Tag Archives: Oxford comma

Serial commas

serial commas meme, martha stewartCommas: those little morsels of goodness that few authors understand. In general, serial commas are used to resolve ambiguity. When we have a list in a sentence, not using commas can create some interesting situations.

Comma use is part of what we call ‘style:’

  1. Google says: “Style is the way writing is dressed up (or down) to fit the specific context, purpose, or audience. Word choice, sentence fluency, and the writer’s voice — all contribute to the style of a piece of writing.” 
We use a style to ensure consistency in our phrasing and punctuation, and make it easier for the reader to enjoy the book. The books I use to help me with that are Elements of Style, the Chicago Manual of Style, and the Oxford A-Z of Grammar and Punctuation.   In my opinion, as an avid reader, the style that always uses the serial comma is less likely to result in ambiguity. Consider the legendary book dedication often attributed to Teresa Nielsen Hayden:

To my parents, Ayn Rand and God.

There is ambiguity about the writer’s parentage, because Ayn Rand and God can be read as meaning that the writer claims Ayn Rand and God are the parents. That is actually rather hilarious because Ayn Rand is famously atheist in her beliefs. (I’m not qualified to say whether or not God believes in Ayn Rand.)

Lets-eat-GrandmaHowever, a comma before and removes the ambiguity: To my parents, Ayn Rand, and God.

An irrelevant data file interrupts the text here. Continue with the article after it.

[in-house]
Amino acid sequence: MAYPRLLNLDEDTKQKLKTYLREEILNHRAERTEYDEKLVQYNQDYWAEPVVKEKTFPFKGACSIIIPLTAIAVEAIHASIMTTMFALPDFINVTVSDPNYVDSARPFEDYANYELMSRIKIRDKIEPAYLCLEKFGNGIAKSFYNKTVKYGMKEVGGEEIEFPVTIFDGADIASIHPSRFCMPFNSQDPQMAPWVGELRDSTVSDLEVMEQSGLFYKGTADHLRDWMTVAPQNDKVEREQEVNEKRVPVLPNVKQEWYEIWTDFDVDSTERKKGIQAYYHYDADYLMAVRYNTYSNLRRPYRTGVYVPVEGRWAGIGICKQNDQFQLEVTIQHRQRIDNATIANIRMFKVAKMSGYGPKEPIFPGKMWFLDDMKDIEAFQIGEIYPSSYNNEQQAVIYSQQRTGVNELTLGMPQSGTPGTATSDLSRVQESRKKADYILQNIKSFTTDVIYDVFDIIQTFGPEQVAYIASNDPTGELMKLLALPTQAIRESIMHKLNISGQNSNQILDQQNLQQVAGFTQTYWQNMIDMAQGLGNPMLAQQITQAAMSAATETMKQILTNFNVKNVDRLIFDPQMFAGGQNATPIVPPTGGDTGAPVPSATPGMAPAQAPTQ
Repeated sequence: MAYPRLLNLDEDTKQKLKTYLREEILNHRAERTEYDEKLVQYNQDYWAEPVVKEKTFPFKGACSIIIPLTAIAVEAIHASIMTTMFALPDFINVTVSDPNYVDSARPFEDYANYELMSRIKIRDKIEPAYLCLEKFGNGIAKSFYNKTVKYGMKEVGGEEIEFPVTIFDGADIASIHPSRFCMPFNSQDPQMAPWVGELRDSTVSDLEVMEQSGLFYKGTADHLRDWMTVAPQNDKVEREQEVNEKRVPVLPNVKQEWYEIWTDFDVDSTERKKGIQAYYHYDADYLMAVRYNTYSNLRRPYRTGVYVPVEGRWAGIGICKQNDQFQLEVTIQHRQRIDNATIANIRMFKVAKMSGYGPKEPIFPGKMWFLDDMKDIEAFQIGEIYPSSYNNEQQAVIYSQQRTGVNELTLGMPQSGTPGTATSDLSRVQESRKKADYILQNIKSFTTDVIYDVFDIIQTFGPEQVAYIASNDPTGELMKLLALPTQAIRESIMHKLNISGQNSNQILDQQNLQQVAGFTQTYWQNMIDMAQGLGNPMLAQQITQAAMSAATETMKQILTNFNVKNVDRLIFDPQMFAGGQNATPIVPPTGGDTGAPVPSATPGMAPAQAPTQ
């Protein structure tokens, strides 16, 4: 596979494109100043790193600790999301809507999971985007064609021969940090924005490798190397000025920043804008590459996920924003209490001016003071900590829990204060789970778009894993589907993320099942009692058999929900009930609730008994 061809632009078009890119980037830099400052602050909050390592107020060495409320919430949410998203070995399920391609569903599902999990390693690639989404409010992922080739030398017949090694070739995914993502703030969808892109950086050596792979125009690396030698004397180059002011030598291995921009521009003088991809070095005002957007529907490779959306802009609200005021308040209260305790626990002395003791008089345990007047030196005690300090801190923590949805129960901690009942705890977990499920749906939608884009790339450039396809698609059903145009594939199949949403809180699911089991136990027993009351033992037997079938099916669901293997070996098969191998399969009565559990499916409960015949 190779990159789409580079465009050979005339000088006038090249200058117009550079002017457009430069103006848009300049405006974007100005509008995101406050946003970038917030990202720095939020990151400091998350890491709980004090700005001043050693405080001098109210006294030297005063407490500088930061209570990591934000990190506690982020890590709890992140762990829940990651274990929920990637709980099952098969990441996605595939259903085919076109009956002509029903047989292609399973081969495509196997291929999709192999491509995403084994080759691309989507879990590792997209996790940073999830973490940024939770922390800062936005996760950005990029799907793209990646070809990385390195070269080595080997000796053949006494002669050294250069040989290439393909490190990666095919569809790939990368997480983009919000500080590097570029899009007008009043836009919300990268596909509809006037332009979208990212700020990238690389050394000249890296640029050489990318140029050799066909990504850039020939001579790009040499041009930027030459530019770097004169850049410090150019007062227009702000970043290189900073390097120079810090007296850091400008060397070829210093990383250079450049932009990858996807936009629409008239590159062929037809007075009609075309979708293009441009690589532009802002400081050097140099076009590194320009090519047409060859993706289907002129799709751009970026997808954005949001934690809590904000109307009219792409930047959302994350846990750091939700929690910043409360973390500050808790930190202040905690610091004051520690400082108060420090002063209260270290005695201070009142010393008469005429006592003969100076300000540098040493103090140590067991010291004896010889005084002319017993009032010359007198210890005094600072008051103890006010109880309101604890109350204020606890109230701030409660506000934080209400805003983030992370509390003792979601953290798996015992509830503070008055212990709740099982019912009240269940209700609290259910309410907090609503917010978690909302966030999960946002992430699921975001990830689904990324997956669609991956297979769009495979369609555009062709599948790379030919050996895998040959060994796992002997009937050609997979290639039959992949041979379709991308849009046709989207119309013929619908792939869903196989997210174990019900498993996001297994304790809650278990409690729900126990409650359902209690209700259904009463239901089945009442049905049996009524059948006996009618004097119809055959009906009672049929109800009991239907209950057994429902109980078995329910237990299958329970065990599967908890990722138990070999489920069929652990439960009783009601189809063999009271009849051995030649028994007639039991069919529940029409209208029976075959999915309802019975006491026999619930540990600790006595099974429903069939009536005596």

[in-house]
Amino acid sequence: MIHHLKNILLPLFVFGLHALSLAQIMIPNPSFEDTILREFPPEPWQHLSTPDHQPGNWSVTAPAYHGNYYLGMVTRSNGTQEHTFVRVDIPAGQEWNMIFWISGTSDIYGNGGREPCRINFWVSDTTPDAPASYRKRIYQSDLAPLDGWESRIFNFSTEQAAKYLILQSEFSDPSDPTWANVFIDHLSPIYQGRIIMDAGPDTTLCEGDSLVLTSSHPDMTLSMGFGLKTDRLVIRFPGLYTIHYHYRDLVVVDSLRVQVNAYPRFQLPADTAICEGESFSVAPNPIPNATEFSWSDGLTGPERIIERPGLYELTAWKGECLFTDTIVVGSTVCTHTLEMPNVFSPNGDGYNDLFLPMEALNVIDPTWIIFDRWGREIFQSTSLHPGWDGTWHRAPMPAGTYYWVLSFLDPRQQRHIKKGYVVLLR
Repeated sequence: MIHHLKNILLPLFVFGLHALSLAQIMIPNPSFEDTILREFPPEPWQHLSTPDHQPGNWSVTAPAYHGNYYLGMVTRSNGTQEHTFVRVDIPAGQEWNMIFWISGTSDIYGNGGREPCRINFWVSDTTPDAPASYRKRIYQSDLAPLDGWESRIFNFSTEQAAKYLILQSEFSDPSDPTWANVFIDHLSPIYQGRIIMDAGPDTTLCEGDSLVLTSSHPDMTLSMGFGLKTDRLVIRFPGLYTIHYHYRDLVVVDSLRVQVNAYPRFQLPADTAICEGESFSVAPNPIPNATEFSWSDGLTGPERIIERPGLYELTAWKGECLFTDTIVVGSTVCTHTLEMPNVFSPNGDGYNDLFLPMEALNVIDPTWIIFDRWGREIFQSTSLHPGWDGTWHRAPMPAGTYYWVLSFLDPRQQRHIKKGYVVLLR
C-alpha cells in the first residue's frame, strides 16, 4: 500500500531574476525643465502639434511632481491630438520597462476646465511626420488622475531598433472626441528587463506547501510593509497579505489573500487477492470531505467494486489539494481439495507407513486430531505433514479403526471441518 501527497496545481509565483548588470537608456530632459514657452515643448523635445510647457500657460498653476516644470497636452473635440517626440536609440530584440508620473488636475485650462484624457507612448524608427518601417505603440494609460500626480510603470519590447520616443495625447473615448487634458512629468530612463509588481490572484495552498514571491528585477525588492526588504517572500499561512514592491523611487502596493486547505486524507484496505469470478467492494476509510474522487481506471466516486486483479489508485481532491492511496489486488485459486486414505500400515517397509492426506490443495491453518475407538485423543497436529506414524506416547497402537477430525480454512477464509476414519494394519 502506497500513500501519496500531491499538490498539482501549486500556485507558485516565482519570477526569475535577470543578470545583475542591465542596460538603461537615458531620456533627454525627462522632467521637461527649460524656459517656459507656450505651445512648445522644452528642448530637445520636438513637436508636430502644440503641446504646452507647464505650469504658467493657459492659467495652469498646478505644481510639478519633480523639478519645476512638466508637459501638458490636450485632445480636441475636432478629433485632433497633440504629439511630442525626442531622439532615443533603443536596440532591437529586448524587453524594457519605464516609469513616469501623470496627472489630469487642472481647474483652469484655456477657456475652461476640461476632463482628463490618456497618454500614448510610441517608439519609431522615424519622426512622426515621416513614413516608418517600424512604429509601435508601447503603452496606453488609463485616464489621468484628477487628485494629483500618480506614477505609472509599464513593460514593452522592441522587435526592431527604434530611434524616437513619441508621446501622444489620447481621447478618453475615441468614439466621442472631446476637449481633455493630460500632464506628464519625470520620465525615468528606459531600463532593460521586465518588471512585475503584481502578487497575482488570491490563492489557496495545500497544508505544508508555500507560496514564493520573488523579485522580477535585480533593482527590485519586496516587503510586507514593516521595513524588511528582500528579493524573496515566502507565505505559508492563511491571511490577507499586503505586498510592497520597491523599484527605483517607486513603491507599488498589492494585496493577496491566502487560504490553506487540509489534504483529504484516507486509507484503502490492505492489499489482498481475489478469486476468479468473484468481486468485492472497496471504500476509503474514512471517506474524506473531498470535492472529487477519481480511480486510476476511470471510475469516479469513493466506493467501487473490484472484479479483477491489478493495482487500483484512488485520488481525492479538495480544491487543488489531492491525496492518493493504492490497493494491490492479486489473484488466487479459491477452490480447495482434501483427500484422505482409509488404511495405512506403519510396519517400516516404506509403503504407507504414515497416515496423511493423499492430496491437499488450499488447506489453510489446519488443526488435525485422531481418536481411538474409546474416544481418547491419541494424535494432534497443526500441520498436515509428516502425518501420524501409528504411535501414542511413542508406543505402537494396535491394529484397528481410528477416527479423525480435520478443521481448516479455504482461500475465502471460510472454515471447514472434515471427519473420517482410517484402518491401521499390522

But lists can also be written in other ways that eliminate the ambiguity without introducing the serial comma, such as using other punctuation, or none, to introduce or delimit them. For example, in the following manner:

To God, Ayn Rand and my parents. Hemingway used and in place of commas in much of his work, and it was quite readable.

A famous example reportedly collected by Nielsen Hayden was found in a newspaper account of a documentary about Merle Haggard:

Among those interviewed were his two ex-wives, Kris Kristofferson and Robert Duvall.  This could be taken to mean that Kris Kristofferson and Robert Duvall were Merle Haggard’s ex-wives.

Although Merle Haggard has been married five time, he was never married to either Kris Kristofferson or Robert Duvall,  and a serial comma would resolve that inaccuracy:

Among those interviewed were his two ex-wives, Kris Kristofferson, and Robert Duvall.

chicago manual of styleI’ve seen people launch into rants  against serial commas, claiming that it’s too many and looks awful.

I’m just going to say that argument  is hogwash.

Who are your writing for, yourself or an unknown reader who may one day buy your book?

If you are writing for your own eyes only, do whatever you like.

But if you expect others to enjoy your work, you need to think about the reader: consider what is going to make your work easy for the reader to understand what you are saying.

Other aspects of commas may escape me at times, but the serial comma, also known as the Oxford comma, is one I adhere to in my own work, and heartily wish other authors would too.

 

 

 

Advertisements

4 Comments

Filed under Books, Fantasy, Humor, Literature, Publishing, Self Publishing, writer, writing

Comatose Ambiguity

CommasThe Chicago Manual of Style, Strunk and White’s Elements of Style, most authorities on American English and Canadian English, and some authorities on British English (for example, Oxford University Press and Fowler’s Modern English Usage) recommend or require the use of the Oxford comma, also known as a serial comma.